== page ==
Nearly new year. The only celebration of the season worth a damn in my view. I'm not a religious person, but there are definite benefits to marking the end of one year and the beginning of another. I won't be doing that in any kind of social way. I can't afford to travel to somewhere and drink something. Besides the people I know will be with their families and kids. I have neither (not sure if that's a blessing or a curse) and I don't really drink (never really formed a relationship with alcohol; I rarely imbibe except the occasional cold bottled beer).
So where do we stand right now? I could mention IDS (hashtag Tory shitbag) and his rant in the Telegraph today, but instead I'll let Channel 4's factchecker debunk his hysteria instead.
This has been my first year on the Work Programme - technically 9 months as I started in April, 13 months after signing on, which was itself 2 months after my ESA appeal ended. I never expected to win so I barely contested it. Maybe things would have been different otherwise, though given that ESA is time limited if you're in the WRAG (as I may soon be) I would have ended up on JSA anyway. Besides, regardless, I'd be on the Work Programme either way. ESA = Employment Support Allowance, expect it is nothing of the kind. It's a benefit for the sick denied to the sick. The government claims it wants to help people back into work, but then manages to sabotage it's own efforts while then branding claimants, who naturally fail the ATOS test, as scroungers. We can't win. It's spectacularly Orwellian.
Perhaps 2013 will be the year this changes.
I certainly think there will be changes next year, and not for the better. This will be the watershed for those of us resisting this government. Unfortunately as it stands the unions seem to again have abandoned the cause. I'm sensing a groundswell of real palpable anger now; a sense of total frustration. This will spill over, in my opinion. Perhaps when Universal Credit kicks in (or fails to), or maybe sooner, when the cuts really start to bite, or maybe when some new piece of Tory hate is announced. I won't be surprised if we see more rioting, perhaps even more serious rioting. There has to be an organised civil response to this vile government, but it has got to be effective.
So what have we learned from the Work Programme? What have my two appointments taught me, in preparation for number three, on the 14th of January? It's clear the whole scheme is misrepresented; the government claims it gives competent caring organisations, with experience, a free hand to help people in whatever way is needed. I have even seen the provider's own adviser job description agree to this. However the truth is that free hand manifests as a rigid doctrine that demands conformity for their benefit: make us money and it's a success. Resist, for whatever reason, and you can expect a 'compliance doubt' to land a sanction in your lap.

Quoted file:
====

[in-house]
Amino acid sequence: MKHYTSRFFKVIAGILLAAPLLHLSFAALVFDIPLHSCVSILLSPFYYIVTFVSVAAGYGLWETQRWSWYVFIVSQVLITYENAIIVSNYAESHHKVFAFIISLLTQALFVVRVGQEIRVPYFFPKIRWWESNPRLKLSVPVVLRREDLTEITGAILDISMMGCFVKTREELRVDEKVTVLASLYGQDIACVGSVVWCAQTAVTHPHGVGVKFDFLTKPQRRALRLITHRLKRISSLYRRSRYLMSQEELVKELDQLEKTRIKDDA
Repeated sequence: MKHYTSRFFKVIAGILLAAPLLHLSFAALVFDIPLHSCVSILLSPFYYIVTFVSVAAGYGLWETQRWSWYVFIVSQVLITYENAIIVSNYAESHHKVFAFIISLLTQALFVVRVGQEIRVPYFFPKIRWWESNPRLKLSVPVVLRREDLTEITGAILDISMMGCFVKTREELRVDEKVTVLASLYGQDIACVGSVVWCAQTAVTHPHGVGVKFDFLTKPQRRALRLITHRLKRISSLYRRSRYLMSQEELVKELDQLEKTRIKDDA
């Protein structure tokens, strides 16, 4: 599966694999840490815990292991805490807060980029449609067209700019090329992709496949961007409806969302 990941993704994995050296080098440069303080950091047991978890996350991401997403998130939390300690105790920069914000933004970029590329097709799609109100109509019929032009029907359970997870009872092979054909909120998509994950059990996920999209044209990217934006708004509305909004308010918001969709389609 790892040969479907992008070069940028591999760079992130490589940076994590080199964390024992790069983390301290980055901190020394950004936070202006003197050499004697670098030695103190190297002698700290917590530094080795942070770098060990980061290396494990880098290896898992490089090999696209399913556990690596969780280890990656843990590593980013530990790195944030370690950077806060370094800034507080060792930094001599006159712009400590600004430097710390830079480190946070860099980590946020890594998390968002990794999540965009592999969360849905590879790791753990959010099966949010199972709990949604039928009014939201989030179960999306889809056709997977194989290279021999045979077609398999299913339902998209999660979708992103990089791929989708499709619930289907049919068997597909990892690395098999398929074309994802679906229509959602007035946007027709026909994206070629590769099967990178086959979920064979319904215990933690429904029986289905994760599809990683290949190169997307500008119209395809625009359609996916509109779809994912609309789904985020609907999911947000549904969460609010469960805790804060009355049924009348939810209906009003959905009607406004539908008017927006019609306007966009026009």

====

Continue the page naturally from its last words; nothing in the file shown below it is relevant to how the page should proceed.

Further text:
There is no discussion with these people: they are not interested in listening to your story, they are not interested in your problems or issues despite that being their apparent job description. In fact if you have problems - maybe health related if you come from ESA - you will be treated as idling and making excuses. Do not expect help or support. Expect instead to do what they want, where and when they want. The Programme is not set up for the convenience of the claimant, it is set up for the provider. You will attend in their house at a time of their choosing; that they pay your expenses is not a boon, it's further expense to the taxpayer. The scheme does nothing for rural communities.
Expect your interests, skills and talents, to be traduced; these count for nothing. This is because of the soporific way advisers operate. Want to be a writer (or even to investigate any opportunity that may come from having some interest or even skill therein), forget it. That requires 'experience' and 'training' two things the Work Programme is systemically incapable of providing, except at a ridiculously basic level: 'CV training' or 'employability training'. That magic word: employability. It's a perfect example of the adviser mentality, inventing something out of thin air and then using it as a hoop to make claimants jump through. What does it mean? Is it simply code for 'be polite, don't drop your trousers in front of your boss, don't spit in the office, don't punch customers on the nose'? Common sense surely?
Ok there are people that lack even basic skills some of us take for granted. That's fair enough, but lumping them in with everyone else will breed resentment from both ends.
So what do providers want? Well in my case, personal data and authority over that information it seems. Do they have a right to that? I hope not! With the introduction late in the year of the awful Universal Jobmatch system it seems more and more of our rights are being curtailed. We have less and less authority over our own decision making processes. Why am I not entitled to even see the people, let alone vet them, that the provider would pass my details to? Isn't that absurd?
This must be resisted at every level. It cannot be lawful that I have to concede control over personal data in order to maintain a claim on the only source of income I have. In the meantime the issues that the provider accuses me of using as a 'barrier' to work (or at least the opportunity to apply for jobs that don't exist or that aren't suitable) are explicitly and furiously ignored.
That's where we stand right now. The Work Programme is still going; it's still limping along like a wounded animal, bleeding into the environment. It is, on every level, incompetent unhelpful and dictatorial. The staff are untrained and uncaring and the environment inappropriate and hopeless. That will be our future as well unless we fight for it.
Goodnight Britain, and happy new year.